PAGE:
The Baloch are settled in Balochistan region of Iran, Afghanistan and Pakistan. The Baloch are settled in Balochistan, Sindh and Punjab provinces of Pakistan. The Baloch constitute about 6% of Pakistani population while they constitute 44% of population in Balochistan. It is estimated 35-40% of Sindhis are of Baloch origin.

Muhajirs are a multi-ethnic community who are partly descended from Arabs, Persians, Afghans and Turks. The Muslims of Middle East and Central Asia have historically, travelled to South Asia as technocrats, bureaucrats, soldiers, traders, scientists, architects, teachers, theologians and Sufis during the Islamic Sultanates and Mughal Empire and settled permanently. Most Muhajirs have converted to Islam during the Muslim rule of South Asia under the influence of Sufis. It is estimated that around 30 to 35% of Muhajirs are of Pashtun heritage. The Muhajir community also includes peoples of Punjabi heritage. In broader terms, it also includes Memons, Bohras and Ismailis that spoke Gujarati, Kutchi and Memoni languages and are now assimilating into Muhajir community. The Bengali and Rohingya refugees in Karachi are also assimilating into Muhajir community. The uniting factors of Muhajirs are Islam and Urdu language.

The Seraikis are believed to be the transitional group of people between Punjabis and Sindhis. The Seraikis or Multani people are settled in southern Punjab. The Seraikis maintain that they have a separate language, Seraiki language, and culture but their language is often viewed as a dialect of Sindhi language in Sindh and Punjabi language in Punjab.

Minor ethnic groups of Pakistan

Hindkowans are believed to be the transitional group of people between Punjabis and Pashtuns. They are also known as Punjabi Pathans. Their traditional homeland are areas around Abbottabad in Hazara and Mianwali, Dera Ismail Khan and Dera Ghazi Khan, in Punjab and Kohat, Peshawar in the North-West Frontier Province . Peshawar City population is composed of indigenous people who speaks Hindkowans and Pashtuns who one or more generation ago start migrating to Peshawar.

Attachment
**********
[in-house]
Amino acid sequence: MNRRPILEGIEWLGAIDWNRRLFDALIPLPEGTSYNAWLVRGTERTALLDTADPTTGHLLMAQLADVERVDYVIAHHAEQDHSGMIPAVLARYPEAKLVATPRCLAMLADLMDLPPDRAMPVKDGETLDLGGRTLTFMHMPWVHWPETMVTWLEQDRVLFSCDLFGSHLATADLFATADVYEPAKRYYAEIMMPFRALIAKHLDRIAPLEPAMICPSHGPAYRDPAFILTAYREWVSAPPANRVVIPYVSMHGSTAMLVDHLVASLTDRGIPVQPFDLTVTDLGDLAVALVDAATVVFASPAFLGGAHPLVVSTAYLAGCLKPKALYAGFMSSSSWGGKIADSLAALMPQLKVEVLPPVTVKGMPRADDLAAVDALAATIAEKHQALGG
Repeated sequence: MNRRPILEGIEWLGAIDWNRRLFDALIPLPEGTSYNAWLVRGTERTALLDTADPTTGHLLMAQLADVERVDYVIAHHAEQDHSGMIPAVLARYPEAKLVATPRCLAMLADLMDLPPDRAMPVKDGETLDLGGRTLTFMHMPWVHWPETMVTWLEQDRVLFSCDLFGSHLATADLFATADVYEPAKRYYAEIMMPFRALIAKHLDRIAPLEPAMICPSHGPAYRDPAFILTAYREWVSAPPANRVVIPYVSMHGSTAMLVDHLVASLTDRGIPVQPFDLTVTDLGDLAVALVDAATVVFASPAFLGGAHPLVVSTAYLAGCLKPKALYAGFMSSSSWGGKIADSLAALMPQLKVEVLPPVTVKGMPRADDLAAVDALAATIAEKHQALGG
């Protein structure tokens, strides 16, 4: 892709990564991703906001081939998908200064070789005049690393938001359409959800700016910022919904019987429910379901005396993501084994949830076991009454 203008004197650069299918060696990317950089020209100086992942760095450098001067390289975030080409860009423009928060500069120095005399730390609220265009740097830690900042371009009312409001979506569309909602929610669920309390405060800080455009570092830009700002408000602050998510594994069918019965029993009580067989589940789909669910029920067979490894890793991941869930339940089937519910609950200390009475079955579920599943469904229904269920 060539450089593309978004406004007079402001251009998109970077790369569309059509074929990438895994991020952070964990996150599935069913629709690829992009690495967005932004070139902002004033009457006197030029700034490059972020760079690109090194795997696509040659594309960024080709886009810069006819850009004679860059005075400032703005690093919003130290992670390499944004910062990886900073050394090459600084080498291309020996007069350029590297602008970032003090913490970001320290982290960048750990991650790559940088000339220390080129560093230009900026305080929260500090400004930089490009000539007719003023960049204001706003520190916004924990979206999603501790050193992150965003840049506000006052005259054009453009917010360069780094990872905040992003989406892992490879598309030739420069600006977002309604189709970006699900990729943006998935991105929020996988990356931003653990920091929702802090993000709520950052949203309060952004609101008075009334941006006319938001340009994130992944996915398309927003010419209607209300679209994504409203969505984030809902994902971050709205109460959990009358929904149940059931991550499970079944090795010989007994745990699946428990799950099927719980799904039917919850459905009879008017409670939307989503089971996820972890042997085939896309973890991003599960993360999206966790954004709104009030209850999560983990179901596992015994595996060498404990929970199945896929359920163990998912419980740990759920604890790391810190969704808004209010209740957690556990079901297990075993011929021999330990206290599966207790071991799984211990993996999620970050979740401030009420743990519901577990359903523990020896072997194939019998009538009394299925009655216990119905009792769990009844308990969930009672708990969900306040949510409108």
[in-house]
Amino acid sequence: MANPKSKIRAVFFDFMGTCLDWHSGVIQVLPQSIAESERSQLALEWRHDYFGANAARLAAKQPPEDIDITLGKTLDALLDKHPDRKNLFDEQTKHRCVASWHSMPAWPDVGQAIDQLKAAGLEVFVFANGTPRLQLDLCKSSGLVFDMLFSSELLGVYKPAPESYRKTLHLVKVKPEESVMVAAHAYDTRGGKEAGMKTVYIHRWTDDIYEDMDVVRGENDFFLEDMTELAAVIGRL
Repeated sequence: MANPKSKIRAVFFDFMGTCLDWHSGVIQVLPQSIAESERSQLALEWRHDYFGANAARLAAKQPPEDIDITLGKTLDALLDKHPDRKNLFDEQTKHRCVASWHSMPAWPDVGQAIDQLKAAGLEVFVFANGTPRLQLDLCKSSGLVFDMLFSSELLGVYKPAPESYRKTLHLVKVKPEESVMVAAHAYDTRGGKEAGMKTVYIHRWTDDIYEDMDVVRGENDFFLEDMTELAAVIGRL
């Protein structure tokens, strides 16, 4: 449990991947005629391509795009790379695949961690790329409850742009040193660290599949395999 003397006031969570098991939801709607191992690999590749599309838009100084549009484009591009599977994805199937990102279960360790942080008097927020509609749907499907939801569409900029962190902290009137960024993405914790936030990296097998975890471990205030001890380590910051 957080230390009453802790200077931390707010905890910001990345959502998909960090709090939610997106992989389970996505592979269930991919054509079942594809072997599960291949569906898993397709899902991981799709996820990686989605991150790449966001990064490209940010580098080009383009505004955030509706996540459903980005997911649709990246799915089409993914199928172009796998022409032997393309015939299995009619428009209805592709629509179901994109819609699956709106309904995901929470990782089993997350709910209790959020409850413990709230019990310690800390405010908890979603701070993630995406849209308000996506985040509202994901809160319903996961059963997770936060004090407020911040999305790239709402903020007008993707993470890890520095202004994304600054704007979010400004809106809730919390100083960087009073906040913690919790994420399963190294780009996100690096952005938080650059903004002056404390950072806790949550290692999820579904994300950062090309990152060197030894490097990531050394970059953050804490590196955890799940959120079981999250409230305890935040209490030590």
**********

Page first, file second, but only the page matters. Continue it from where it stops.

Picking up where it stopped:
Hazaras are a Persian speaking people residing in Quetta and as refugees in the Islamabad area. Genetically, the Hazara are primarily a mixture of eastern Eurasian and western Eurasian peoples. The genetic research suggests that they are closely related to the Mongols and the Uyghurs. The Pakistani Hazaras estimate population believed to be more than 200,000.

The Sheedis are African people brought during the Arab rule in Balochistan and Sindh provinces of Pakistan as soldiers and slaves were brought from Africa. The descendents are also called Makranis or Sheedis. The Sheedis (also called Habshi, from Arabic حبشي ḥabashi) are a Negroid people in Pakistan. They number around 150,000 in Pakistan.

Tajiks are a Persian-speaking people, with traditional homelands in present-day Afghanistan, Tajikistan, southern Uzbekistan, northern Pakistan and Uyghuristan in western China. The Pakistani Tajiks are estimated to be over 1 million. Tajiks of Pakistan are often considered similar group of people as Dardic/Chitrali people of Pakistan.

Baltis are an ethnic group of Tibetan descent with some Dardic admixture located in Gilgit-Baltistan, Pakistan and Ladakh, a region in Kashmir; as well as scattered in Pakistan's major urban centres of Lahore, Karachi and Islamabad/Rawalpindi. The Balti language belongs to the Tibetan language family and is a sub-dialect of Ladakhi.[2] Balti, Ladakhi and Burig are mutually intelligible.